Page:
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Behind The Scenes Of The LA Pride Parade

Mariela Spillari remembers the first year the L.A. Pride Parade went back to Hollywood in 2022.

It was a significant time in the parade’s history because the Christopher Street West festivities were leaving West Hollywood for good, and moving back to the roots of the first 1970 parade.

As parade director and producer, Spillari wasn’t sure what kind of crowd they’d get, but thousands of people came. She recalled an emotional moment when a woman marched by with an “amo mi hija trans” sign — “I love my trans daughter.”

“I almost lost it,” said Spillari, who was born in Guatemala. “I’m on a walkie and I just stopped and was like ‘whoa, if this is the kind of impact that this is having, you just can’t put a price on that. You can’t put a value on that’.”

L.A. Pride returns this weekend on June 8 and 9. The parade is in its 54th year, so we decided to take a look at what goes into keeping the oldest permitted pride parade in the world rolling.

The lead-up to the big day

This year will be Spillari’s fourth parade. She and her team spend about six months planning, starting in the beginning of the year.

A selfie of two people with medium light skin tones standing outside in the street in front of a crowd and a Sunset Boulevard street sign. They are wearing green shirts and L.A. Pride rainbow hats.

At left, Mariela Spillari with a member of the team at the L.A. Pride Parade.


Courtesy Mariela Spillari


The Christopher Street West Association picks the parade theme (this year it’s Power in Pride). They’ve put on the parade since 1970, and they only have two full-time employees. Contractors are brought in to prepare for June.

As the co-founder of L.A.-based Prima Agency, Spillari and her crew are brought in because of their experience running large-scale events, like the Rose Bowl Parade.

“Parades in general, just the celebratory nature of them, are something that is so significant to a lot of people,” Spillari said. “Then with Pride itself, it just has such an emotional impact and can mean so much to the community. That’s why we take it so seriously.”

A wide view of a people on float to the right and the line of crowds down the street to the left. On the float are rainbow decor as two people with medium light skin tones sit in the front. One person has a blue dress on and a crown.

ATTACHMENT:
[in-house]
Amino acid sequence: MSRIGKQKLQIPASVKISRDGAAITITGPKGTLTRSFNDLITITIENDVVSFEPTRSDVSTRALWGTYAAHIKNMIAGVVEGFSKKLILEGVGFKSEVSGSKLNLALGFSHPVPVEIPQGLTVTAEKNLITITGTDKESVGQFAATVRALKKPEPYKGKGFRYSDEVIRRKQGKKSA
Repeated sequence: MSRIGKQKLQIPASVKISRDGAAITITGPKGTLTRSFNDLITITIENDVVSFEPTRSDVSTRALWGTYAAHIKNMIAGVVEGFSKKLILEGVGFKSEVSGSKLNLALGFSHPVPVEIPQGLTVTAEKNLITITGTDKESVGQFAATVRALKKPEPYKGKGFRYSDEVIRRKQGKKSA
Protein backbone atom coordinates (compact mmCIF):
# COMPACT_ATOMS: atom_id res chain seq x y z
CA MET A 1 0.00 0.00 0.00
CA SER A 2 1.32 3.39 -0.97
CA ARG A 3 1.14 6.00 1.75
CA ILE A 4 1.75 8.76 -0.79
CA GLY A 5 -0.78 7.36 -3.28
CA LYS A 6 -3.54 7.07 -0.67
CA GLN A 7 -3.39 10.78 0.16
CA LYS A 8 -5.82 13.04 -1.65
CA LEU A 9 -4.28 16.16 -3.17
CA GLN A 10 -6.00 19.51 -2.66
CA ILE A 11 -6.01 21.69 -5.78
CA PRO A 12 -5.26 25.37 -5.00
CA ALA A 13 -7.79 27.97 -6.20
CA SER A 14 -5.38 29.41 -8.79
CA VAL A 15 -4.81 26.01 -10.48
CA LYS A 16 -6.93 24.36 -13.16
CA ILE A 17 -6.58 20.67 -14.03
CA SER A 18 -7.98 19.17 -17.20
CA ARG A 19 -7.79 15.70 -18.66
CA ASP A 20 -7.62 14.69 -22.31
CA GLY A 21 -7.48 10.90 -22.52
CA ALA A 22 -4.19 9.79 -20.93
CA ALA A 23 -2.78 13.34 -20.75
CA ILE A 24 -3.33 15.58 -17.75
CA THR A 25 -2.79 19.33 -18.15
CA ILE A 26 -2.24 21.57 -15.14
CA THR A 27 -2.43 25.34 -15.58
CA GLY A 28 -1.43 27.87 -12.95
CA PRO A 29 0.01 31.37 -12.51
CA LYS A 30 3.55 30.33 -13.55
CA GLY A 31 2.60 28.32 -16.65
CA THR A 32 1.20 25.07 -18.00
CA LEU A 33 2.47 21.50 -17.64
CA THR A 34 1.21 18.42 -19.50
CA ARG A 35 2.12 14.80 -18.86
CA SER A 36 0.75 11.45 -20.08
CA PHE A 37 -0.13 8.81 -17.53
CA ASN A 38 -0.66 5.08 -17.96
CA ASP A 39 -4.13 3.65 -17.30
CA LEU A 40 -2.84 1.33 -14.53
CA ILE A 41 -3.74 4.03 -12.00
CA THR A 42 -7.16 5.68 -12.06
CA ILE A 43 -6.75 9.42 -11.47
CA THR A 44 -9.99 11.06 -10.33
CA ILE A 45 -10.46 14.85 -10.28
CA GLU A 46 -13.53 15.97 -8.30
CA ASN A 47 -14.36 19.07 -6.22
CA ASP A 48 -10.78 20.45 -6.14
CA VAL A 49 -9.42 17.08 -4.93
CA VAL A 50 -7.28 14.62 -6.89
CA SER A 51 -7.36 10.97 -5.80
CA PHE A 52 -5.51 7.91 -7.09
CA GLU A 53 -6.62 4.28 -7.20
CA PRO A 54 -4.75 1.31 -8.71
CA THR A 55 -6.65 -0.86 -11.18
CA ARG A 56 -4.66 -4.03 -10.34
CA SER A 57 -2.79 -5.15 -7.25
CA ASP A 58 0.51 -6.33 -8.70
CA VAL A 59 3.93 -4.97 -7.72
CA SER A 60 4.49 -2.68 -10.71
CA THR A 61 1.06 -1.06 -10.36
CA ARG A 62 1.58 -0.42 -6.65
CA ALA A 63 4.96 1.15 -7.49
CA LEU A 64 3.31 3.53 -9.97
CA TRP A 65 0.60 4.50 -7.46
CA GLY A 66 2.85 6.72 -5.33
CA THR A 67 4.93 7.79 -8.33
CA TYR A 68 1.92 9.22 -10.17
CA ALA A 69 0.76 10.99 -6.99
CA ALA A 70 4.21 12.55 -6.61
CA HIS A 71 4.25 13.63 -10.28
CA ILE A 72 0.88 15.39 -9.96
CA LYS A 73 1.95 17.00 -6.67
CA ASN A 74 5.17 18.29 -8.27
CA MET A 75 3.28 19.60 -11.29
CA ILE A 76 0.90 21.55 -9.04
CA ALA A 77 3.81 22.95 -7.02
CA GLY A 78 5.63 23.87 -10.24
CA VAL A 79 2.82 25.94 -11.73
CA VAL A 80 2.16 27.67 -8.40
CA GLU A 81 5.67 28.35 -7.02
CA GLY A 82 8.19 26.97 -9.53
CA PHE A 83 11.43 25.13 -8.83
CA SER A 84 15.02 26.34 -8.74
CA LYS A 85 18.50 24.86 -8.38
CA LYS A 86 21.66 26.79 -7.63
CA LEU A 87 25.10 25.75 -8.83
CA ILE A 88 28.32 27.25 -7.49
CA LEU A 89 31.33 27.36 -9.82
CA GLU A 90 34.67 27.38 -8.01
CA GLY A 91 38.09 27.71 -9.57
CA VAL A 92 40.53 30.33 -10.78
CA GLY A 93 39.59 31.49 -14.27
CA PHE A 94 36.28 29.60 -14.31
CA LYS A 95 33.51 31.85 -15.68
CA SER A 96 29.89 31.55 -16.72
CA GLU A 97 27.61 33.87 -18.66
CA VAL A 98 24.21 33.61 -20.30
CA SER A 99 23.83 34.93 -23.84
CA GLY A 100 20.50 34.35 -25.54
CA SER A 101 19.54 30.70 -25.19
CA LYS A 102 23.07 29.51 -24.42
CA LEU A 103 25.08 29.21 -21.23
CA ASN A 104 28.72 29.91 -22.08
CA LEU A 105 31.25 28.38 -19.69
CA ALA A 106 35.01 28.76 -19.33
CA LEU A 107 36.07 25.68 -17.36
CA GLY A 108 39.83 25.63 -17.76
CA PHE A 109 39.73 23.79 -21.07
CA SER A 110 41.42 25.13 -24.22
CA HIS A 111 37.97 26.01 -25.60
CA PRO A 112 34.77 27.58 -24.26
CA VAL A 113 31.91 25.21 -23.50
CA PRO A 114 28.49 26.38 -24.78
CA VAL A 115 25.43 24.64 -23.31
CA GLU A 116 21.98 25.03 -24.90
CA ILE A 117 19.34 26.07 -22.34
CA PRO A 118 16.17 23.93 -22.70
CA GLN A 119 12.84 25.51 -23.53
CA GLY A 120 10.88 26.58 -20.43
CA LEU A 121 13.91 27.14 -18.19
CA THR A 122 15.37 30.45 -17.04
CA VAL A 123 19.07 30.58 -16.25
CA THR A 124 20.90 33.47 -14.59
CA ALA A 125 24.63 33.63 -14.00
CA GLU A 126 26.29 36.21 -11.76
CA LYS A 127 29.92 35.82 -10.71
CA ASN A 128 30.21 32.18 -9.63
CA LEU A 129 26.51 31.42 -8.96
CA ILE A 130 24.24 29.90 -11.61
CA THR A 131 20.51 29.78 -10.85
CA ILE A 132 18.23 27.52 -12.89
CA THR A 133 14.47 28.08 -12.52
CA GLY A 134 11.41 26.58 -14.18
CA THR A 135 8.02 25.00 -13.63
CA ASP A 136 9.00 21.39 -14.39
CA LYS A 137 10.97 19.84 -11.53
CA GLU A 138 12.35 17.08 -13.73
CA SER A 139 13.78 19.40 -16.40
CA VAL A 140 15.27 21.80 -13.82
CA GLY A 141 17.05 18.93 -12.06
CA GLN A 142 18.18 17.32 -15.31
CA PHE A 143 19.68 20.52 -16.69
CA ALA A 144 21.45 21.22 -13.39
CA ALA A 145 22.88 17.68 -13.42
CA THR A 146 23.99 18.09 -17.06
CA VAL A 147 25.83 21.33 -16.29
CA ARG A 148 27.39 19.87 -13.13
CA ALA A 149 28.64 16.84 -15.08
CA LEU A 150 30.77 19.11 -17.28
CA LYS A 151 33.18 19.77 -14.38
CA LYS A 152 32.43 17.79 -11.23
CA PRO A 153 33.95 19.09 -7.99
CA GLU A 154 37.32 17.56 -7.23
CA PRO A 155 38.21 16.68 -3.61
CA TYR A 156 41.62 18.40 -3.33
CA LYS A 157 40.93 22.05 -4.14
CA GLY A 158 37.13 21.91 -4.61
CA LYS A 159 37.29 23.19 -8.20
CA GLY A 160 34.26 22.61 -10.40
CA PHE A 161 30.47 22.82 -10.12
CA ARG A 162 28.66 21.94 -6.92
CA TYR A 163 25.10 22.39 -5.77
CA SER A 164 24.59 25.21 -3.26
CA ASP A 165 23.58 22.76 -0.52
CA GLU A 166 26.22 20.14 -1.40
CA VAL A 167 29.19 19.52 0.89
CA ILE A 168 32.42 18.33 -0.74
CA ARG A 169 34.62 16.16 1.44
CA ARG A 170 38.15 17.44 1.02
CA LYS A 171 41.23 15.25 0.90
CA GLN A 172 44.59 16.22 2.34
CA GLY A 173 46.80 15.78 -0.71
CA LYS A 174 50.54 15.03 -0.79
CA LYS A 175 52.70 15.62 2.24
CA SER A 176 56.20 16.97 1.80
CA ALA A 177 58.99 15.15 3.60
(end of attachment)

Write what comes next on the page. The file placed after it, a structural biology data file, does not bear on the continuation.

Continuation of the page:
Participants ride on a float during the 2023 LA Pride Parade in Hollywood


Mario Tama


Getty Images


Her team starts with building the registration form, and later they pick which groups actually walk on parade day. She said this year they’ve “received more applications than ever.”

Official pride parades in general are quite famous for having a lot of big corporate sponsors. But to choose who walks, Spillari said they look at a variety of places, like an organization’s Human Rights Campaign score, Guidestar rating and social media posts to see if and how a company or nonprofit supports LGBTQ+ people.

Stepping off to march

A wide shot of marchers walking outside holding signs. In the foreground is an Asian person with a medium light skin tone and gray hair holding up a rainbow sign with a heart on it. In the heart in yellow lettering is the Chinese symbol for love.

A marcher with PFLAG walks at the 2023 LA Pride Parade with a sign that says “love” in in Chinese


David McNew


Getty Images


On parade day, everyone is bustling with energy.

This will be L.A. Pride’s 54th and largest parade yet. There will be 165 groups marching, ranging from small groups to Disney and ABC7, which is going to have four vehicles and 200 people.

Everyone gets to Hollywood bright and early on Sunday. Spillari said it’s “organized chaos” as floats get in order, fire department inspections happen, and groups work individually to get their people fed and pumped.

“We’re looking at half-built floats and stilt walkers and balloons and florals and all kinds of beautiful, creative, incredible stuff,” Spillari said.

The day-of-production team is about 25 people, made up of mostly women and queer people, Spillari said. They fly in from places like New York, Atlanta, Texas, and San Francisco. Their job is to keep track of everyone and communicate with Spillari about what’s happening on the route.

“I’m actually right at the start of the parade at our step off,” she said, “and have a megaphone and the honor of welcoming everyone in.”

At 11 a.m., people start marching north on Highland Avenue. They turn onto Hollywood Boulevard where a crowd of more than 100,000 people cheer on.

The parade’s a little over a mile long. Once groups turn south onto Cahuenga Boulevard, a disbanding team helps them disassemble. And that’s a wrap.

“It’s truly one of my favorite weekends,” Spillari said. “Year after year, we just get refueled and want to do it all over again.”

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